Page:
• Idlib

  • Tuesday, April 2, 2024 at 1:05 PM
    Last Update : Tuesday, April 16, 2024 at 5:31 AM

Syrian Hospital in Idlib Goes Out of Service as Crucial Support Stops

(Arab World Press) - Six months after a hospital went out of service in the town of Harim, Idlib province, northwestern Syria, the medical facility remains unable to resume services that benefited thousands of Syrians, mainly due to the cessation of financial support it previously received.

Qadry Adnan, the Administrative Director of al-Salam Hospital, said, “The hospital has been out of service for nearly six months. It used to cover an area with a population of more than 300,000. We used to receive 7,000 to 8,000 patients a month.”

He added, “The closure of the hospital has created burdens for patients’ families, in addition to putting pressure on the rest of the facilities near the hospital.”

Meanwhile, Hussam Qara, the Deputy Director of the Idlib Health Directorate, said the health sector in Idlib and northwestern Syria in general has been facing drastic cuts in financial grants offered to provide health services since the end of 2023.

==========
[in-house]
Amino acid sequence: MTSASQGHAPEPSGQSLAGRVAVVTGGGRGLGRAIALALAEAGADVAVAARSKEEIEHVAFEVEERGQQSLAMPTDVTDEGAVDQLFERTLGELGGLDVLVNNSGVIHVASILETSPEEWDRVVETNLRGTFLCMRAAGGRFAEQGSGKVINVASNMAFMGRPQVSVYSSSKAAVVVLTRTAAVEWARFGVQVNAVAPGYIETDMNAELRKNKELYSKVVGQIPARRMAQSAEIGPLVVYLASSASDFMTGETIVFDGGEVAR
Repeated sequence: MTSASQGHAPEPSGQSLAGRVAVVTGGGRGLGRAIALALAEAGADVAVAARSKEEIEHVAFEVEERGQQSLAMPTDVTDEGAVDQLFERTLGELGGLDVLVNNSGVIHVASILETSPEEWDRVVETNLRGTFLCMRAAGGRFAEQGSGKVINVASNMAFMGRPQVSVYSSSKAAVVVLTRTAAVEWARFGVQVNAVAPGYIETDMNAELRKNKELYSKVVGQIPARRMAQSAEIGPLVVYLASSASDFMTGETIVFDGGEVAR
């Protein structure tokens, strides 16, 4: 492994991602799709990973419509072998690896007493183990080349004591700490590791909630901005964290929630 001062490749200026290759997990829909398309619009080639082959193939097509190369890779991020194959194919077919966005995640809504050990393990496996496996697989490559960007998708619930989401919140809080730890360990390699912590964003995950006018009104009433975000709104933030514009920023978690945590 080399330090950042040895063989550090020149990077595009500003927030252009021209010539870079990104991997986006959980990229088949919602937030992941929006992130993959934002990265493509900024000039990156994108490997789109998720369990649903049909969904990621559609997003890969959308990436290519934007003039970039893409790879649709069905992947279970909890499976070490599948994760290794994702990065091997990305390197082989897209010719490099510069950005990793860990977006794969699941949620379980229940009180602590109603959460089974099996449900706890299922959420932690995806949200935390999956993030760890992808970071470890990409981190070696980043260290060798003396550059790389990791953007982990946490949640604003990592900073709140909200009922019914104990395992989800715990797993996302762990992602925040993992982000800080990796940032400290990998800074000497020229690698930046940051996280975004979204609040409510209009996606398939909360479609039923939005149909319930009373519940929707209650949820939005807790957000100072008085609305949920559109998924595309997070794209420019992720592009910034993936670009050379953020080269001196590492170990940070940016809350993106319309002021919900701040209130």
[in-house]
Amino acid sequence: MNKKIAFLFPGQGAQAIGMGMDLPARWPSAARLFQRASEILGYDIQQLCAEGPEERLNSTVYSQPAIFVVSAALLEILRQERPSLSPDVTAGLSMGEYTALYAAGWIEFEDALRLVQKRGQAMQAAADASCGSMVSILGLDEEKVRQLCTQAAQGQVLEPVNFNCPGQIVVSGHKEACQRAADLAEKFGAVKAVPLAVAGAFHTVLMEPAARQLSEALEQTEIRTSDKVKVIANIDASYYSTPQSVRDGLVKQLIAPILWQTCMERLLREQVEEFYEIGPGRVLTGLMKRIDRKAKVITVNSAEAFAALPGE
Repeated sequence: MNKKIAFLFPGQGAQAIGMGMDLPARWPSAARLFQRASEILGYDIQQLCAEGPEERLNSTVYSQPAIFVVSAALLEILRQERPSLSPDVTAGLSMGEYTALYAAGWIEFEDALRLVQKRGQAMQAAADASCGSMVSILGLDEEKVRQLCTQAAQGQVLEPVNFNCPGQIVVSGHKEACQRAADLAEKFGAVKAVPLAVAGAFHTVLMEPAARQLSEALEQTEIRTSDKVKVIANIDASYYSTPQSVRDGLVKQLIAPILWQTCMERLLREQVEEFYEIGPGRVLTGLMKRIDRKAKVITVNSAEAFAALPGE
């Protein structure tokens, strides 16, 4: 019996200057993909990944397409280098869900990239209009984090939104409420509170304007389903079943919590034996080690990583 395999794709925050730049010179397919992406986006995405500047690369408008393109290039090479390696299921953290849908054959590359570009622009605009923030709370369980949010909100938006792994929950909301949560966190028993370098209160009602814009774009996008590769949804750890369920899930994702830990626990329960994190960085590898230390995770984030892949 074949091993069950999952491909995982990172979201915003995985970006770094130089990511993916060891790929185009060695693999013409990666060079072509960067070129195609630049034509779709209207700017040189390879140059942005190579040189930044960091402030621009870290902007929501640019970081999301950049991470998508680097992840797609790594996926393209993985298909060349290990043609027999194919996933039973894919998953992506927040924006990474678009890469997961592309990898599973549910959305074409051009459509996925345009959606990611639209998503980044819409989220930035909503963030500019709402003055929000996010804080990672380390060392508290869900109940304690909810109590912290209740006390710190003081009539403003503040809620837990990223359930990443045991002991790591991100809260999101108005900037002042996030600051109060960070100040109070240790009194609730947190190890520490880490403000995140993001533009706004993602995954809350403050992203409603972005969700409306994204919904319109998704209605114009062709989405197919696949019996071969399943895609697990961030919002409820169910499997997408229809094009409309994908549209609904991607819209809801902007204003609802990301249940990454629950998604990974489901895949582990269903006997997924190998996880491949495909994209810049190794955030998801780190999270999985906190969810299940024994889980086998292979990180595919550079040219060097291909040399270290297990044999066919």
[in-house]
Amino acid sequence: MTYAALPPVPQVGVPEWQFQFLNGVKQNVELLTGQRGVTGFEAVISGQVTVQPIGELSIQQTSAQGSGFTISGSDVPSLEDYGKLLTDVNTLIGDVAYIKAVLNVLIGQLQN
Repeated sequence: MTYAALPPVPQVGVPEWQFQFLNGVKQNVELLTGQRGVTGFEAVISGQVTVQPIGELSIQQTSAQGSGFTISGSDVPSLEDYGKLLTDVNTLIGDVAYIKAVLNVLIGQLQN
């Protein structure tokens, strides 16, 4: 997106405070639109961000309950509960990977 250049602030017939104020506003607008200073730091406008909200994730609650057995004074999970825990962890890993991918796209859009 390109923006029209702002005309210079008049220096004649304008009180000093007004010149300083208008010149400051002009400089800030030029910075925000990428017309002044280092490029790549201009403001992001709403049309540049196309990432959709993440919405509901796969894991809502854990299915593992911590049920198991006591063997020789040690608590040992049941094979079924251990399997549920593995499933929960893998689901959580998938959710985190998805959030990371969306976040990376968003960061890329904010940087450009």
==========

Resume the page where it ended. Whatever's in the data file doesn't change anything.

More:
He explained, “In early 2024, another cut took place and this one led to the cessation of several medical facilities – around five – completely or partially. When support temporarily stops, staff continue working voluntarily, but when the interruption is at the level of logistics and pharmaceuticals, it leads to a full cessation of the hospital’s work.”

In one of the tents at the displacement camp located on the outskirts of Harim city, an elderly man named Abu Mohamed confirmed that the closure of the hospital was negatively affecting the IDPs – even more so than the residents of the city who are close to the hospital.

“The camp dwellers are poor and have nothing, not even the price of bread and tomatoes. So, how are we supposed to get the necessary medicine for high blood pressure, diabetes and eye conditions? If these hospitals have been shut down, where should we go?”

Ahmed Abu Mahmoud, another displaced man, similarly complained that the closure of the hospitals has significantly affected displaced people.

He said, “If we were to face an emergency, childbirth or anything else, the majority of the IDPs do not have cars and if there’s one available, the nearest hospital is about 15 kilometers away. This negatively impacts us because the tents rely on the nearby hospitals. We have been greatly affected by this.”